Why Bolivia, a land-locked country, still keeps an active navy

bolivian navy ship
Bolivian Navy ship during a parade. Wikimedia Commons

If you know anything about geography, or take a look at a map, you might be surprised to find that Bolivia is not only a land-locked country, but has a very active naval branch of their military forces. What’s more, is that the country has been land-locked for more than a century. Once having coastal land, their borders changed after fighting against Chile. In fact, they have more than 127 boats that are kept at a lake. Others are used to patrol rivers and are kept there for storage. These vessels are manned by 2,000 infantry naval soldiers, while employing another 3,000 naval soldiers. However, Bolivia isn’t the only land-locked country that keeps an active navy. Nine more countries keep up a water fighting force, though Bolivia’s is the largest. 

Why the Bolivian navy remains active

Of course, the obvious question is: Why? Why, after over 100 years, do they keep up with an active naval force? But the answer is simple — they’re hoping to regain their coast. By keeping up to date with maritime practices, it’s the hope of Bolivia that — should they regain their coastal areas — they won’t be out of touch with how to patrol and protect the areas.

Bolivian Navy map

In addition, it’s a matter of pride, a sore subject of ongoing injustice that their coast was taken from them. The recovery of its coastline is a matter of honor in Bolivia. Every year, the country re-vindicates its claim for an unspecified access to the sea. This is also show through cultural and political acts, such as parades and celebrations, especially Dia Del Mar, or Day of the Sea.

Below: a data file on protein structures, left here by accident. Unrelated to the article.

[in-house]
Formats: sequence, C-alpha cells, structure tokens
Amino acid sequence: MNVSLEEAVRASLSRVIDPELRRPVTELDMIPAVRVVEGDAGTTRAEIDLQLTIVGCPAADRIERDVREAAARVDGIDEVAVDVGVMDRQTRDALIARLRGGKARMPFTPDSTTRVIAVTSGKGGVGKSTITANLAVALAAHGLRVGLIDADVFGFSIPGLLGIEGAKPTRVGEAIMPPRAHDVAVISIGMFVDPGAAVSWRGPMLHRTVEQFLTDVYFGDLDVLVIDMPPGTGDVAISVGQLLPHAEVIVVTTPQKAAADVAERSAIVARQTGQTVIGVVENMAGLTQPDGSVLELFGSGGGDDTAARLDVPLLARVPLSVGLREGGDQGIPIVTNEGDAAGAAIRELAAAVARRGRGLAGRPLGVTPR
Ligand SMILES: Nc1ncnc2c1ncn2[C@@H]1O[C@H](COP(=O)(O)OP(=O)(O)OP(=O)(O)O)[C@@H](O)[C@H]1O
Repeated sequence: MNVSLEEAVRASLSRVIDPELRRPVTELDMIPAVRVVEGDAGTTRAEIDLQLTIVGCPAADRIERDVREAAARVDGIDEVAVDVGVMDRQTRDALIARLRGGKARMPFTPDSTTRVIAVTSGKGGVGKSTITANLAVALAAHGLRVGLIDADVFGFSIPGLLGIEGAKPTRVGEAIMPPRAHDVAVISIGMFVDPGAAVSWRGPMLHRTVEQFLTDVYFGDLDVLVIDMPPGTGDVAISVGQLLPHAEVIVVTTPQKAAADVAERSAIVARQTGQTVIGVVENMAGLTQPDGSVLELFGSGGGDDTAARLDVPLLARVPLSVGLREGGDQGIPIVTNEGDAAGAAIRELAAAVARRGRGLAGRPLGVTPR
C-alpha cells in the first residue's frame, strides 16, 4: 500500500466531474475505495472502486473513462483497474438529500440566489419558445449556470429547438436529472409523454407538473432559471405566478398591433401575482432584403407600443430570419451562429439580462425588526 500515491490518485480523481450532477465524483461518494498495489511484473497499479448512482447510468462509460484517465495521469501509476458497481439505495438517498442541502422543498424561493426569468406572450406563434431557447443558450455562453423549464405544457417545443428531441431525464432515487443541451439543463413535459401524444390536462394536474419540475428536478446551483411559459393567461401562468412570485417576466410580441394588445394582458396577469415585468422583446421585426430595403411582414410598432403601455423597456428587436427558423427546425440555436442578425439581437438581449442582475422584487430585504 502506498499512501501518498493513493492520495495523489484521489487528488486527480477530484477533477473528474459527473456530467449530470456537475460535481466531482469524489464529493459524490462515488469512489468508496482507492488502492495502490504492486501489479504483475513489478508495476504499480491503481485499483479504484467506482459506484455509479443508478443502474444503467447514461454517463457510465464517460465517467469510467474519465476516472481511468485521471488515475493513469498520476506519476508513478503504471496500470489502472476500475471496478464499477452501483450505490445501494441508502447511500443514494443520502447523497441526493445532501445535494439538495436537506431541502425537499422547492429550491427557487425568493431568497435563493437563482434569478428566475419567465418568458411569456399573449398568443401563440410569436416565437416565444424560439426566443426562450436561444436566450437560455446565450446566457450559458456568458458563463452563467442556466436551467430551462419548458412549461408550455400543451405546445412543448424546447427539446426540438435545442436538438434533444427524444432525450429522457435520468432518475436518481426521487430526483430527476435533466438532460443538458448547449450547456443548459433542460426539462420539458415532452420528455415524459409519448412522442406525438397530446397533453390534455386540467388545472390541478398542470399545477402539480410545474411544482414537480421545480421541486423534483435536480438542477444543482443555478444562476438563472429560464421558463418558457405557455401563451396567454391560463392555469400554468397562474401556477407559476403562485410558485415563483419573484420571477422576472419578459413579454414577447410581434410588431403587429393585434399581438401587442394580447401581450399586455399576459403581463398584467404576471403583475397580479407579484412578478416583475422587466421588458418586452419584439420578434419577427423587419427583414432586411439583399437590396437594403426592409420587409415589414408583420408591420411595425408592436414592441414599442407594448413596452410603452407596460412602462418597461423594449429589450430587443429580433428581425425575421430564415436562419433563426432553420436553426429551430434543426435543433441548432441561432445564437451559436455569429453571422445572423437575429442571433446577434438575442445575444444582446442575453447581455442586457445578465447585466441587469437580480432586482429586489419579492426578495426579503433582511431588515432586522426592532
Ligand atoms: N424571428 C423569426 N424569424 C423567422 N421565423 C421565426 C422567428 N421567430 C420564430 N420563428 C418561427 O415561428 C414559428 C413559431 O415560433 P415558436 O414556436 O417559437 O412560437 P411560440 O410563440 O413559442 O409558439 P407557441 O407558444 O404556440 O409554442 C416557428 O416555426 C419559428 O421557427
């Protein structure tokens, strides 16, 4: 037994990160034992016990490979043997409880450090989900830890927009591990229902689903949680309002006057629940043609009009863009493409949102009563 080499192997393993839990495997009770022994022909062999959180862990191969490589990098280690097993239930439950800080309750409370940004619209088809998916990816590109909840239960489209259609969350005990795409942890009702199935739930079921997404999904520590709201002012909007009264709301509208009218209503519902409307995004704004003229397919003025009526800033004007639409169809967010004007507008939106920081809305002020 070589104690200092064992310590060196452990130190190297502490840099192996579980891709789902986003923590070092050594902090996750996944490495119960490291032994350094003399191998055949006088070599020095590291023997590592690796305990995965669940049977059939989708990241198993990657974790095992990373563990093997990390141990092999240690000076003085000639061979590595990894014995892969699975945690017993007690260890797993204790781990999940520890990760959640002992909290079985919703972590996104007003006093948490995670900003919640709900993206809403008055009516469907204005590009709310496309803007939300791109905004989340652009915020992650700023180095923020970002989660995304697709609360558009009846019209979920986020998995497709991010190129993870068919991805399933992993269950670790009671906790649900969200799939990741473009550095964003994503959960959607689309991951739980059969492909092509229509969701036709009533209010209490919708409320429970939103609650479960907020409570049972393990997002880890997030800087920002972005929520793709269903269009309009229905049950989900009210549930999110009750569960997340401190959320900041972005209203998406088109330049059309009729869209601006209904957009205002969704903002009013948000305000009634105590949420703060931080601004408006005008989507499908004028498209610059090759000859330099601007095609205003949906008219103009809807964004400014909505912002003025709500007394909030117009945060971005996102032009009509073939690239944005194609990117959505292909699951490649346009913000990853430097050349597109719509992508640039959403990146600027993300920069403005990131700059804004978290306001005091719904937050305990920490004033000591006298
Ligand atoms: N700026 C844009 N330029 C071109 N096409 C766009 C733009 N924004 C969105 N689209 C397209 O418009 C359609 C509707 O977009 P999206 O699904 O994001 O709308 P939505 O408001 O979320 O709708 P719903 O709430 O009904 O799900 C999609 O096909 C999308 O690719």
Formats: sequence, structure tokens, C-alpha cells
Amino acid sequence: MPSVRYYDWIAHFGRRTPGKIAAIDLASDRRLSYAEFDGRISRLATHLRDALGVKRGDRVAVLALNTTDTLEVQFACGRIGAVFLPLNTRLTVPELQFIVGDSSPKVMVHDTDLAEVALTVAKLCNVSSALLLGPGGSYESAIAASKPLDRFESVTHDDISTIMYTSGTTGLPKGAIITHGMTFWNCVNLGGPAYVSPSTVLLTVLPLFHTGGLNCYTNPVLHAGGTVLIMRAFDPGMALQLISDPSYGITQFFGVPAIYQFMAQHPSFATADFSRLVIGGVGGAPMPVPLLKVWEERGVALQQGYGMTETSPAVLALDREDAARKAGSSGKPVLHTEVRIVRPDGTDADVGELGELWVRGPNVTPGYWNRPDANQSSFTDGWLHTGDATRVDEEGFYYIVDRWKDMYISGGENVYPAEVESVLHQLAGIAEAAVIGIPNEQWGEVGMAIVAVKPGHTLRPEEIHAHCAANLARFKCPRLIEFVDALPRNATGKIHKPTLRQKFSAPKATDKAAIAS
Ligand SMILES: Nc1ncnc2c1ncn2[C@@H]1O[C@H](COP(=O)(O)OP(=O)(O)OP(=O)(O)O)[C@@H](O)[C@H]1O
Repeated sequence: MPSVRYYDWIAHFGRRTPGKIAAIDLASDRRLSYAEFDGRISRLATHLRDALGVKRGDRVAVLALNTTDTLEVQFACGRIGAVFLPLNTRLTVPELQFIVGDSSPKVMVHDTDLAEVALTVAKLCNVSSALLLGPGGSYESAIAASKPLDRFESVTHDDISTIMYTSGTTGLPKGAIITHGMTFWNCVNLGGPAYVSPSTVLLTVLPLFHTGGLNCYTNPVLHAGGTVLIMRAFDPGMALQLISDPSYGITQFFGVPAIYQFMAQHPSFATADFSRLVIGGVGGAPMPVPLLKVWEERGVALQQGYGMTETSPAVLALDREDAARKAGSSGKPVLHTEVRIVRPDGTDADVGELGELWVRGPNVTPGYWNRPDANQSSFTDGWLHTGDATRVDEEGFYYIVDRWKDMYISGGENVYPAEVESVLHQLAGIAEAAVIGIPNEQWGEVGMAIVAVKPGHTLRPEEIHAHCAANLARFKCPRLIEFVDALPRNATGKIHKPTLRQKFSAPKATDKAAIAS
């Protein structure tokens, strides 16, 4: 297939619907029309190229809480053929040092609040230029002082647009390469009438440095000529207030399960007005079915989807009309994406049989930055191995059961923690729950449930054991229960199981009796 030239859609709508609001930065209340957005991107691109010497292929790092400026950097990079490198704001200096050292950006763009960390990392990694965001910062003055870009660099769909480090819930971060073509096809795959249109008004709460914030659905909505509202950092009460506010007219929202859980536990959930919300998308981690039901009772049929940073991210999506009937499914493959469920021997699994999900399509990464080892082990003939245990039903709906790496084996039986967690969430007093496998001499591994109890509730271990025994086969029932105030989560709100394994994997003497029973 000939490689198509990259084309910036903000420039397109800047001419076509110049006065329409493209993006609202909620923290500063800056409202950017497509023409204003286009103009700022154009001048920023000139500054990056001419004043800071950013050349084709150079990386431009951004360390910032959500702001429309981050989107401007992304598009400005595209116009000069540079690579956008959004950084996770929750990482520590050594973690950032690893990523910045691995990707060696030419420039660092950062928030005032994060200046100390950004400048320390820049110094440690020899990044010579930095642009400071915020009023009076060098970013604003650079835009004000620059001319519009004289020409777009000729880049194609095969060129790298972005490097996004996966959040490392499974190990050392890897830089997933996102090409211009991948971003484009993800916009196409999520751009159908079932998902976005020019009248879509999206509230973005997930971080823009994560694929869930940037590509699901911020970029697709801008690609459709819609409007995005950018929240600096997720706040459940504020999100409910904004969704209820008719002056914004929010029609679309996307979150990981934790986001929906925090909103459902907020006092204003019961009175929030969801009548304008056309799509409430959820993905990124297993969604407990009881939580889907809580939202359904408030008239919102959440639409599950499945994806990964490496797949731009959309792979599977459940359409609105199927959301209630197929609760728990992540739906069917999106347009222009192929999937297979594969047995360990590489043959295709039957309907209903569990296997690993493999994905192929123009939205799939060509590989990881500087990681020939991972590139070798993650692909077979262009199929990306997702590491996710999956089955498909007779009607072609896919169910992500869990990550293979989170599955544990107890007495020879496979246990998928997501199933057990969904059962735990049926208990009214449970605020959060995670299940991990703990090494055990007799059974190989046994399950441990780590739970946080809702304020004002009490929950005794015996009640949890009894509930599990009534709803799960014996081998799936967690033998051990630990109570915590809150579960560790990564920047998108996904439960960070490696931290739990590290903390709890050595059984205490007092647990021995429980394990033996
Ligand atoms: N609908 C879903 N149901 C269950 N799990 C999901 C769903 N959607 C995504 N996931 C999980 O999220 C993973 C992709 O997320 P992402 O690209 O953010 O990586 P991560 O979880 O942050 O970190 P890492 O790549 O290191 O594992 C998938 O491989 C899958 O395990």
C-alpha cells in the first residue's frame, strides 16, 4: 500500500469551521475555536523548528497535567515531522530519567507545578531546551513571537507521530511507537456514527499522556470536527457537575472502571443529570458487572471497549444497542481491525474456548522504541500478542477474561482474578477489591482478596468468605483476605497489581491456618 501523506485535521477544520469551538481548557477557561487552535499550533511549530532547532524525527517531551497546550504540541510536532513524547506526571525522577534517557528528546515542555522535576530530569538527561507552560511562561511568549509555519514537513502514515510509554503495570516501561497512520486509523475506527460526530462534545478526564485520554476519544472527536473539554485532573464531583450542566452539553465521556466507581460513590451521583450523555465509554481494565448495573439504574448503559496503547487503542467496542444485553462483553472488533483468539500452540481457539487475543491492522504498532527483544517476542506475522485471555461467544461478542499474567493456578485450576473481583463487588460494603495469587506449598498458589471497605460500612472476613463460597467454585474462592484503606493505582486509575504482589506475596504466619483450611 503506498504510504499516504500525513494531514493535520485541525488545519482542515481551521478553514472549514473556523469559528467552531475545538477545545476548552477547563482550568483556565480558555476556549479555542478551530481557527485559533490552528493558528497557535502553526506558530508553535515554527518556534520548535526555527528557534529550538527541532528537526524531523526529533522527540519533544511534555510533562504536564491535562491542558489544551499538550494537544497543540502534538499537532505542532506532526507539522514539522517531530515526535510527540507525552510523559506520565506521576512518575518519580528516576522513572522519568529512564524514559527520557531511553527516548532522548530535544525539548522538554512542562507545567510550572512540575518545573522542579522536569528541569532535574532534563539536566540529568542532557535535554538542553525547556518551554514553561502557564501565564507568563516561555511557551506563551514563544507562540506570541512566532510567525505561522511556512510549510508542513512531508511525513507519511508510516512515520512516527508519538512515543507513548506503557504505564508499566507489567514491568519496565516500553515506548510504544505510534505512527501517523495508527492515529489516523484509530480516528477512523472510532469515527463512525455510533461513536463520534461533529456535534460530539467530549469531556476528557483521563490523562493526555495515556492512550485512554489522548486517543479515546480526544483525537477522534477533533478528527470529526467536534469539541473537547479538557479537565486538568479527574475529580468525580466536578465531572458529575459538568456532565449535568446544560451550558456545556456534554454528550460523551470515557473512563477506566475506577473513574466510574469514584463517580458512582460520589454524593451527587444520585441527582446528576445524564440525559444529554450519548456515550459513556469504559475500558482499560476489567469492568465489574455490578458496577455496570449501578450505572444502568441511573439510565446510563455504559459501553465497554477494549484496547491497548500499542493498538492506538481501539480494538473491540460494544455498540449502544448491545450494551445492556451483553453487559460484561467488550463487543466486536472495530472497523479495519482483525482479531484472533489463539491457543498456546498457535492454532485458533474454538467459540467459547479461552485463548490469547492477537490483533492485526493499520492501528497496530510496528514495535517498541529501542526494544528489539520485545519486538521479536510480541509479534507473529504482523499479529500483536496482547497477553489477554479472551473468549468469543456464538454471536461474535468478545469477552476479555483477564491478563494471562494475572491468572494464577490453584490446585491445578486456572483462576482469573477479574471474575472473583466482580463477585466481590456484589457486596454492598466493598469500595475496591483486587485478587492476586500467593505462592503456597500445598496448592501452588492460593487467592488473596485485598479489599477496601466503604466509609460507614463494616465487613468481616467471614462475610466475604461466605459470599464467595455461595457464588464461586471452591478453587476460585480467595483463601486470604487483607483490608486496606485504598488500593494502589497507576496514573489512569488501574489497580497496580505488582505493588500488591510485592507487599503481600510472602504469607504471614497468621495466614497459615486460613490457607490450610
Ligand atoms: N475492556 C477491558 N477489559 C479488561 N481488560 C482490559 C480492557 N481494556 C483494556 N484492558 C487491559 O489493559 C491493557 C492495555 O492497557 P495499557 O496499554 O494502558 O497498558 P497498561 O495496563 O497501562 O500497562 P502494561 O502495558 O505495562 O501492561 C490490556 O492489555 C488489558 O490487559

If you’re wondering just how serious they are about the loss of sea access, check their notable saying: 

War hero, Eduardo Abaroa muttered this as he way dying, creating a historic saying in the process. “Surrender? Your grandmother should surrender!”

The words are now used near and far, remembering the historic pride of former coastal days. 

However, despite the wish to reclaim the land, Bolivia has remained on civil terms with Chile in recent years. They did reduce their political relationship in the late 70s, but still trade regularly with one another for goods and services. 

In reality, the official navy wasn’t put into place until the 1960s, patrolling lakes, a gig that the original organization has outgrown. 

The plan to regain the coast

As recent as 2018, Bolivia was still fighting to regain at least some of their coastline. They filed a claim with the U.N. for a strip of land that reached the sea — the land, of course, would have come from Chile. The U.N. denied this request. 

Originally, the land was signed to Chile with the agreement that Bolivians would have free access to the port. Chile maintains that they’ve made good on the deal, with Bolivians refuting, saying they are taxed and exposed to laws and having their goods checked. 

According to Bolivia, the fight is still on, and thus, so is their navy.

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